Archive for October 2022

Ferret: Surrounded By Sea   68 comments

A 1974 Nova Eclipse (with accessories), from the site Novas Are Forever. The site includes a fully-functional Nova emulator.

(Previous posts here, this post assumes you’ve read the previous ones.)

I managed to open up a fair amount more of the map, thanks to some hard-headed persistence and help from my commenters.

The game does a good job trying to maintain the map as a real piece of geography, and in one instance, having a good sense of it can help solve one of the puzzles. But for the first puzzle I just needed to read words correctly as opposed to horribly wrong:

Studio
You are in a brightly painted room. Each wall of the room is a different colour. The north wall is white, the east wall yellow, the south wall black and the west wall blue. There is a pile of debris in the middle of the floor.
There is a hole in the ceiling.

-> drop ladder
Dropped.

-> erect ladder
The ladder stands momentarily, wobbles and then falls to the ground.

The ladder is a “step ladder”. I somehow visualized it indistinctly until this moment, then I thought it was the kind with pieces of rope attached to steps, kind of like the ladder on a tree house. (That is, I thought the ladder falling down was sort of a joke.) But no — it is the regular kind of ladder you unfold that makes steps you can climb, with no rope whatsoever, and if you look at the room description it mentions the pile of debris. The wobbling is meant to be the ladder being unsteady from the debris!

You can fix this by doing DIG DEBRIS WITH SHOVEL first, which clears out enough space:

-> dig debris with shovel
You are spraying rubble everywhere.
-> erect ladder
The ladder is standing under the hole in the ceiling.
-> u
Dusty Room
You are in a very dusty room. There is a small amount of brick dust covering the floor which has a hole in it. There is a small hole in the ceiling.

The “spraying rubble” can happen even in cases where nothing useful is going on, so it is a little deceptive that way.

On the next level there was a Store Room with some tins and a tin opener, and the food is apparently, delicious? (It’s future food, it can last however long it wants.) There was also what appeared to be a dead-end corridor but I’ll get back to that.

If you look back at the “dusty room” you’ll notice a hole in the ceiling — that means you can climb the step ladder to get a bit higher. However, you have to climb the step ladder in the first place to get to the dusty room. The trick here is to tie some rope to the ladder, and then after climbing up, “pull rope” which will also bring up the ladder (which, given the ladder is so heavy no other items may be held while you’re carrying it, sounds like it’d be a workout). This fortunately didn’t take me long because in an earlier experimentation phase I tried tying to the rope to anything I could find and the only item I successfully managed to do it on was the ladder.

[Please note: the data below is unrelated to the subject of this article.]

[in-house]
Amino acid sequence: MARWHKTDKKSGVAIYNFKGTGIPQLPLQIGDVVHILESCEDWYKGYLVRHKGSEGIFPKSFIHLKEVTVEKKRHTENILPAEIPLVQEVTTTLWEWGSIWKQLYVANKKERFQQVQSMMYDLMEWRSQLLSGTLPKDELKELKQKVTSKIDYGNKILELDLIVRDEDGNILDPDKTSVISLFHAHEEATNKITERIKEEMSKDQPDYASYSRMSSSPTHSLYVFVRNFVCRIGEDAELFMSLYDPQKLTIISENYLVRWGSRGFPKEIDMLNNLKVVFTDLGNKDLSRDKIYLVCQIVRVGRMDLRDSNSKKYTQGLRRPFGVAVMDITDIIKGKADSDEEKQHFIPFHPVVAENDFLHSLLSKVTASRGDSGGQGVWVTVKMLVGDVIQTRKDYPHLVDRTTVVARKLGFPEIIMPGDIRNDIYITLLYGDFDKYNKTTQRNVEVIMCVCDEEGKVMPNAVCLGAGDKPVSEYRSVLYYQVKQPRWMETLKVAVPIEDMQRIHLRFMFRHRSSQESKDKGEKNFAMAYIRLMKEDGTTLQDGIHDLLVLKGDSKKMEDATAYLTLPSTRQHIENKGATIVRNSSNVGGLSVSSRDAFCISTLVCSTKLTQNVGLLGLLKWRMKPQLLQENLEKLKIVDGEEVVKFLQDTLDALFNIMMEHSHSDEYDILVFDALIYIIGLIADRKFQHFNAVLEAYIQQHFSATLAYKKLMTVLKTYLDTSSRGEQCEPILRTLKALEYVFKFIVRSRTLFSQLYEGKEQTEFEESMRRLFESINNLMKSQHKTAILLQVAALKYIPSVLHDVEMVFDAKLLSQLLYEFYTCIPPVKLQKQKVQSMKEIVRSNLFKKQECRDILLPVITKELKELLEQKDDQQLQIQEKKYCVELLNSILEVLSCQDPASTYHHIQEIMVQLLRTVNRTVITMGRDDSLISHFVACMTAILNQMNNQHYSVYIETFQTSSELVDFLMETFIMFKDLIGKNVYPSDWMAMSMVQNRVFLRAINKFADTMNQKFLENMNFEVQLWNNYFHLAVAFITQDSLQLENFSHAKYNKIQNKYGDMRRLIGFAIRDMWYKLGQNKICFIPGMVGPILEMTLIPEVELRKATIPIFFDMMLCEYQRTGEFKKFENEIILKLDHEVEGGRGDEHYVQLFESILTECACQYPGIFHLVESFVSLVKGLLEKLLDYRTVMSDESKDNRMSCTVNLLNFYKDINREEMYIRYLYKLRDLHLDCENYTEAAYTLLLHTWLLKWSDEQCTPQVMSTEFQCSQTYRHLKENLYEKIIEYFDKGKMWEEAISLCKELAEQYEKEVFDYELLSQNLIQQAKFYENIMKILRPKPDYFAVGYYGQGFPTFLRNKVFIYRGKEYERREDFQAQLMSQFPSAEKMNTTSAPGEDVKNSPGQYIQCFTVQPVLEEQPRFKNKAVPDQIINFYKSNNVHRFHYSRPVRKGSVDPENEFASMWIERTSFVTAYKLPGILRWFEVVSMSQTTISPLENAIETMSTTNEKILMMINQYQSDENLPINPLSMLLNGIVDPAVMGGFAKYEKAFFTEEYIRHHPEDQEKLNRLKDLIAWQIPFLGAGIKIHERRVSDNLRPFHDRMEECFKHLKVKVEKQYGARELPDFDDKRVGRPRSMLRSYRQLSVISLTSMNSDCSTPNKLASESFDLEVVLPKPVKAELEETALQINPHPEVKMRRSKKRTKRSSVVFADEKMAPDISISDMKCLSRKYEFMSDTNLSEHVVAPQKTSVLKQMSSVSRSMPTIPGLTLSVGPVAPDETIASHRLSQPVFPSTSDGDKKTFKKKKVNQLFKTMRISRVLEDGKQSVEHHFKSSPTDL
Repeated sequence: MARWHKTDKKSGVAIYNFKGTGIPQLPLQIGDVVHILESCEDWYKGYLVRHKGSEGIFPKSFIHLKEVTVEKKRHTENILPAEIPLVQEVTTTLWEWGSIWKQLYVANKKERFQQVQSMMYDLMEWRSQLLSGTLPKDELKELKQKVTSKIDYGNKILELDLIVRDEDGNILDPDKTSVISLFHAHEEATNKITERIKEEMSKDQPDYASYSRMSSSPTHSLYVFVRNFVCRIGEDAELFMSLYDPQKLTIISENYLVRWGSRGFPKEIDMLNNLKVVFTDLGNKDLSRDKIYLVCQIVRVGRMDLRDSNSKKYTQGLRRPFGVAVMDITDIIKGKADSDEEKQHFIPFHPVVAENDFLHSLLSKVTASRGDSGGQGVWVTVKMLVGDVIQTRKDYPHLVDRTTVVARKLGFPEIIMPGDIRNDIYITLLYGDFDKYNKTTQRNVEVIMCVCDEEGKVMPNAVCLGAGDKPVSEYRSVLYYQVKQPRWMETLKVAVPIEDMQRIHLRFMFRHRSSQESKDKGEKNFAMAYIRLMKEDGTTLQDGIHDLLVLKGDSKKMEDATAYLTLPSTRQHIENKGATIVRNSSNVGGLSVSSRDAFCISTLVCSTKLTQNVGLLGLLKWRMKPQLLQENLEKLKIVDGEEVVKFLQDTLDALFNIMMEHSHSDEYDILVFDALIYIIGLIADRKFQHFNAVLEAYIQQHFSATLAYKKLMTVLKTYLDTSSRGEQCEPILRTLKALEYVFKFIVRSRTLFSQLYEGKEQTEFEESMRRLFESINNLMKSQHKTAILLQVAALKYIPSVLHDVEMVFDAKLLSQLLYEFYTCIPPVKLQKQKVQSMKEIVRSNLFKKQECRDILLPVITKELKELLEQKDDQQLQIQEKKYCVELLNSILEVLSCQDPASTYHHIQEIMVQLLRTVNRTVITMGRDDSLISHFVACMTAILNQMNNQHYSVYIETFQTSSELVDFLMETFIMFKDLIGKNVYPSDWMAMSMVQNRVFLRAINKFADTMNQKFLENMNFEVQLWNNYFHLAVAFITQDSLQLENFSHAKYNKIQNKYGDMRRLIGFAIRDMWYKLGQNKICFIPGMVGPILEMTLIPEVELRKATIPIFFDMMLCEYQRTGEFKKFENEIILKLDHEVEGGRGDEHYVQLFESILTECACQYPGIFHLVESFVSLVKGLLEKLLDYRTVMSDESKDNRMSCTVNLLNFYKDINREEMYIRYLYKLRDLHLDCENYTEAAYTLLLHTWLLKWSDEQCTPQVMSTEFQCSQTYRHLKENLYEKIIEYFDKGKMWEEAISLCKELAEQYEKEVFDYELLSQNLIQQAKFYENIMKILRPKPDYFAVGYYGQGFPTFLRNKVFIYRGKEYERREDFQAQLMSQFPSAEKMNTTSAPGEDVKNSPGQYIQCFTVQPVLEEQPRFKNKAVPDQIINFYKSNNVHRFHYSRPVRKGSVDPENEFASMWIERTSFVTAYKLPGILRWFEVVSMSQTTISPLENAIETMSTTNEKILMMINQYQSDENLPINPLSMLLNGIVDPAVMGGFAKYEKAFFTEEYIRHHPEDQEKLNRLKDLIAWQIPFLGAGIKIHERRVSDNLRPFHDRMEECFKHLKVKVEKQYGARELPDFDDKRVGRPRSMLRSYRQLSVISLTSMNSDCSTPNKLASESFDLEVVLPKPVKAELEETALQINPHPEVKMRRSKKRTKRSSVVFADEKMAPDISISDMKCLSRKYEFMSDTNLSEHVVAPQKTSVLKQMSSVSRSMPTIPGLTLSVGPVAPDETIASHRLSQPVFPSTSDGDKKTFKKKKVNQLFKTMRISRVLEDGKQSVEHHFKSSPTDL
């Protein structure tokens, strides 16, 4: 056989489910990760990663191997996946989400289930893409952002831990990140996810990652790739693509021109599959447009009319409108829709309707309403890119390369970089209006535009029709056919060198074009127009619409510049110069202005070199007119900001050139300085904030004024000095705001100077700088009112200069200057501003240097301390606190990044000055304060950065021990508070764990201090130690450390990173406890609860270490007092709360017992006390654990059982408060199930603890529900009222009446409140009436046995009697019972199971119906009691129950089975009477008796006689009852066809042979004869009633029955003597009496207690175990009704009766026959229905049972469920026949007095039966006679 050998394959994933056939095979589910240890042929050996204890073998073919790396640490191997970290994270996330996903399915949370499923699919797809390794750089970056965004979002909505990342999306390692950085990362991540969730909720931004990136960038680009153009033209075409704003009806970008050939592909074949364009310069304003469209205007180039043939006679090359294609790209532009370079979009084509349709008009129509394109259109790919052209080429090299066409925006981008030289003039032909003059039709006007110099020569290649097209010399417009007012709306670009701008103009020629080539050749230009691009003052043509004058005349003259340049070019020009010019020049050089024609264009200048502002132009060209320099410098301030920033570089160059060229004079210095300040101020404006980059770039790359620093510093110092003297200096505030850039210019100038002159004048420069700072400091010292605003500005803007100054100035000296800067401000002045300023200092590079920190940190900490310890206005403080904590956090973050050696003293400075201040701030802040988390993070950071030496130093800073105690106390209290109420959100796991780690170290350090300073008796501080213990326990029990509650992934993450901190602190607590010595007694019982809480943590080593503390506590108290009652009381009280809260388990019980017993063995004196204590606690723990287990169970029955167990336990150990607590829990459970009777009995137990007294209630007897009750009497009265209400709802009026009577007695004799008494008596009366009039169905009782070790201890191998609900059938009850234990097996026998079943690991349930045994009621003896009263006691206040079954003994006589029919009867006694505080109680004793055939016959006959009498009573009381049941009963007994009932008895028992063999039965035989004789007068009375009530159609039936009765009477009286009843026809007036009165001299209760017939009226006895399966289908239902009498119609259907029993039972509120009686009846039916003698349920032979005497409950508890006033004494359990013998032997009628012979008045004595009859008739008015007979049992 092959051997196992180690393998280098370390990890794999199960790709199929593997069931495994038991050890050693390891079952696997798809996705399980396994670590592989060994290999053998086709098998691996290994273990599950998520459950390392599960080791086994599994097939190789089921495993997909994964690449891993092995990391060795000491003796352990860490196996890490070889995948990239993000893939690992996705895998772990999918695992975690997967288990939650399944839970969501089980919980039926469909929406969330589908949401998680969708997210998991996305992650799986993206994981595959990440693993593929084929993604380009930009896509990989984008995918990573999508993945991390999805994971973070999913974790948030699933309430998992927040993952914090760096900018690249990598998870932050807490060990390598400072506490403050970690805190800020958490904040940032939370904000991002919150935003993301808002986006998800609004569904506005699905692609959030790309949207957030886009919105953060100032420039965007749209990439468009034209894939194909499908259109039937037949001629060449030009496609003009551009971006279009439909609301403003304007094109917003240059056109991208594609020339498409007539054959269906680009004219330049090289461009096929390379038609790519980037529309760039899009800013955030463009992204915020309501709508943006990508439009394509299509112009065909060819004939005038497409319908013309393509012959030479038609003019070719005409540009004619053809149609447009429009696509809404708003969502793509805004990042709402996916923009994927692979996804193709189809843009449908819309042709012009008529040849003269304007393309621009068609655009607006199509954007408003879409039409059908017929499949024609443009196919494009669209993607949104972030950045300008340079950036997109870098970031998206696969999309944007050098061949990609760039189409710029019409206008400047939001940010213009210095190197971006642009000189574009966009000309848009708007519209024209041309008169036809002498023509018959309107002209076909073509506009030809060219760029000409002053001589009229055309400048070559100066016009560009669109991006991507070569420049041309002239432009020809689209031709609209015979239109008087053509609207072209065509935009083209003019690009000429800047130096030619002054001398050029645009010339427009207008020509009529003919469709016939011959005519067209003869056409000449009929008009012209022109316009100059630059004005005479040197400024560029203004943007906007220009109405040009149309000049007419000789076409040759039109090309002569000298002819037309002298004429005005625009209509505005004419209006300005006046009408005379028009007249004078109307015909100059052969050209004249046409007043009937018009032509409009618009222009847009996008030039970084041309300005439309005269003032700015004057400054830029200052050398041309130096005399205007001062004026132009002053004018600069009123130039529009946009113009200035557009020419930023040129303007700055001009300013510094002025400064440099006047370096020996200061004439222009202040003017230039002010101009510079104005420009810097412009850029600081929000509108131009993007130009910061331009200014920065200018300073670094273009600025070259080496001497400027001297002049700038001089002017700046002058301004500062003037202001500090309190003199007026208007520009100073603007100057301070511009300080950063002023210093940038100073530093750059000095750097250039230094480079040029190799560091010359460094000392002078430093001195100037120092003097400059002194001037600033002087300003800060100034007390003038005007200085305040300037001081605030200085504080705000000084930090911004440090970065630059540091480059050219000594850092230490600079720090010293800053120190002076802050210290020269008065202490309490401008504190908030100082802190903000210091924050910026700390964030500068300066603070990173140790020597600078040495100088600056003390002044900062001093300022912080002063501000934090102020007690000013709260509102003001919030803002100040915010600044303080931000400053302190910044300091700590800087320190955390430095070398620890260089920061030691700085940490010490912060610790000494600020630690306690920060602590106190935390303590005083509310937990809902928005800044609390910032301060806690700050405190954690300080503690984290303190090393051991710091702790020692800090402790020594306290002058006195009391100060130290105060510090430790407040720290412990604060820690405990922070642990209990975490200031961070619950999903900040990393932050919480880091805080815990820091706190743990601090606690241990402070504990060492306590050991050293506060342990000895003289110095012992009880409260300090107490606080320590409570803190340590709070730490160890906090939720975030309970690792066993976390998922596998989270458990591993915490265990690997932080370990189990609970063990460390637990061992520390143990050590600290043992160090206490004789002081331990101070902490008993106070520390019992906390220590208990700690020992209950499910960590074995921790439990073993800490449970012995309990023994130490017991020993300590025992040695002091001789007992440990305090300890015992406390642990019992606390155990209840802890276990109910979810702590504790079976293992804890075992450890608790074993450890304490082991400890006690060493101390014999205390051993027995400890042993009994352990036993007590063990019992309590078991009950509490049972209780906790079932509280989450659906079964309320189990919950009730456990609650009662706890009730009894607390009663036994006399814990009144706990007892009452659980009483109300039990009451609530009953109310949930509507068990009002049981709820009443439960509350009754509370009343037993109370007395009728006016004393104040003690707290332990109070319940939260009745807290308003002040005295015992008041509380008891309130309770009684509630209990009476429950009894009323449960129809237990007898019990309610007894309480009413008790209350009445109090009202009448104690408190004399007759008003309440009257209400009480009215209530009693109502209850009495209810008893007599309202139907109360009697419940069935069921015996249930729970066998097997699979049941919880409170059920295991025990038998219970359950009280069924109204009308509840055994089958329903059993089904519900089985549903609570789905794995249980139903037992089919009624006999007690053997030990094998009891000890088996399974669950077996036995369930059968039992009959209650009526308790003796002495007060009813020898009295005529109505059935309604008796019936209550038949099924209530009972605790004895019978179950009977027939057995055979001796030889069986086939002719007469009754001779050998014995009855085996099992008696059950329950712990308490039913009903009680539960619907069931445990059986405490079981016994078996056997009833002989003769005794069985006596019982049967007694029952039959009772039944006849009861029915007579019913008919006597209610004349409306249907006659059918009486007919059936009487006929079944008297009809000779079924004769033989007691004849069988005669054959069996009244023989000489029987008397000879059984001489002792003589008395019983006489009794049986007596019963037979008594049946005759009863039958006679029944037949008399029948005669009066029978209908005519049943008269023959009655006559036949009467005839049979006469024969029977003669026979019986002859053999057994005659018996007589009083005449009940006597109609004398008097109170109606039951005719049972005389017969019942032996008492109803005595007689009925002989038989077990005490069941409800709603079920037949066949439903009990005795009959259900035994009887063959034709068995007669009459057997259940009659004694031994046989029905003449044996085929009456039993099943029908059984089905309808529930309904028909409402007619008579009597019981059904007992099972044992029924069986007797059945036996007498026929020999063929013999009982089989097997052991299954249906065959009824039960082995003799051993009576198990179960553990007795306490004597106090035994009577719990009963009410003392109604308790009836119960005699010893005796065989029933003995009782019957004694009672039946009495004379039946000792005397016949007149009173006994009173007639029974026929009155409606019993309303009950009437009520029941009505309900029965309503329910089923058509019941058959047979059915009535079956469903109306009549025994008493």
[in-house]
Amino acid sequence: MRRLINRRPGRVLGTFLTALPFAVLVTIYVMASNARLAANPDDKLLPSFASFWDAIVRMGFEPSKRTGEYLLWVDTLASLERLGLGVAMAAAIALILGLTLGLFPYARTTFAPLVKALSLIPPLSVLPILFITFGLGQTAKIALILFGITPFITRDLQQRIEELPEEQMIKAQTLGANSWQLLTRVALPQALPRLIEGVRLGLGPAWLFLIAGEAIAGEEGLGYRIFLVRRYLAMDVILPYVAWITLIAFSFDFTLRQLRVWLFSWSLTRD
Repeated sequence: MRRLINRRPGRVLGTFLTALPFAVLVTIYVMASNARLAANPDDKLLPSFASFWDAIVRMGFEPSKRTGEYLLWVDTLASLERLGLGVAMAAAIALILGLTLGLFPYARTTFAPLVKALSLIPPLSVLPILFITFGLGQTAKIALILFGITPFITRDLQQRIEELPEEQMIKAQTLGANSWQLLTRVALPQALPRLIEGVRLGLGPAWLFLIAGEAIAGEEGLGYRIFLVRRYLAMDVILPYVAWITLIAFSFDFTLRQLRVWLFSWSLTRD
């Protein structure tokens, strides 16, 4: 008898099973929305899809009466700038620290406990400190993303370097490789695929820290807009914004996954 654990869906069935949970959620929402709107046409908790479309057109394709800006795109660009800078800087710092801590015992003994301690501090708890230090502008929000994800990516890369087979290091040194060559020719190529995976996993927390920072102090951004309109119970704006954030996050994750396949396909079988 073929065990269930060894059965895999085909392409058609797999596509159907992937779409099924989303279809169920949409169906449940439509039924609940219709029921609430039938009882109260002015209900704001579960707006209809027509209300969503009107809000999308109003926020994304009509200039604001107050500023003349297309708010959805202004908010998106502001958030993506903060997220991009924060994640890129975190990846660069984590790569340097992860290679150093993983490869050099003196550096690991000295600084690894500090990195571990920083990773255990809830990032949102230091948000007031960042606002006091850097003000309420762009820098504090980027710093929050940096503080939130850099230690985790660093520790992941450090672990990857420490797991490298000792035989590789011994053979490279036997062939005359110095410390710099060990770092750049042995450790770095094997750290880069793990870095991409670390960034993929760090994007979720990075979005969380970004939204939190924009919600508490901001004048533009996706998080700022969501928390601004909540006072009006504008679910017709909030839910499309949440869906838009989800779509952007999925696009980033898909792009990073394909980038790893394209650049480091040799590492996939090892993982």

-> pull rope
The ladder and rope rise through the hole in the floor.

The last floor has a library with burned books and papers (always convenient so the author doesn’t need to implement any) and a locked wooden door that appears all the world to be the kind first seen in Zork where you need to slip a mat under a door and push a key in the keyhole onto it.

It doesn’t work. You here a clunk as if a key comes out but it doesn’t land on whatever you put under the door. I’ve tried quite a few different items; all of these fit (in either the keyhole or under the door) but none of them work:

paper, photograph, tin opener, stained leaflet, some labels, a slim candle, tiny box, match, charred papers

This may be an extended trick, since the game is trying to out-Zork Zork. You can also try violence:

KICK DOOR
Your foot goes clean through the wood of the door causing you to lose balance. As you fall forwards you impale your anal sphincter on a very sharp splinter of wood, resulting in massive internal injuries and severe bleeding.
You’ve curled your toes.
Phase 1 (Awakening)
Mode: Normal
You have scored 20 (out of 1670) points in 20

This puzzle remains unsolved.

The last thing you can find is a balcony outside, with a plot revelation:

You are standing on a narrow balcony, surrounded on two sides by a short metal railing. There is an exit to the west and a fire escape leading down from the unfenced side of the balcony. Unfortunately the flight of steps leading down from the balcony has been destroyed, however the remainder of the fire escape appears to be useable. A short distance from the bottom of the last flight of steps is a mound of rubble obscuring a doorway.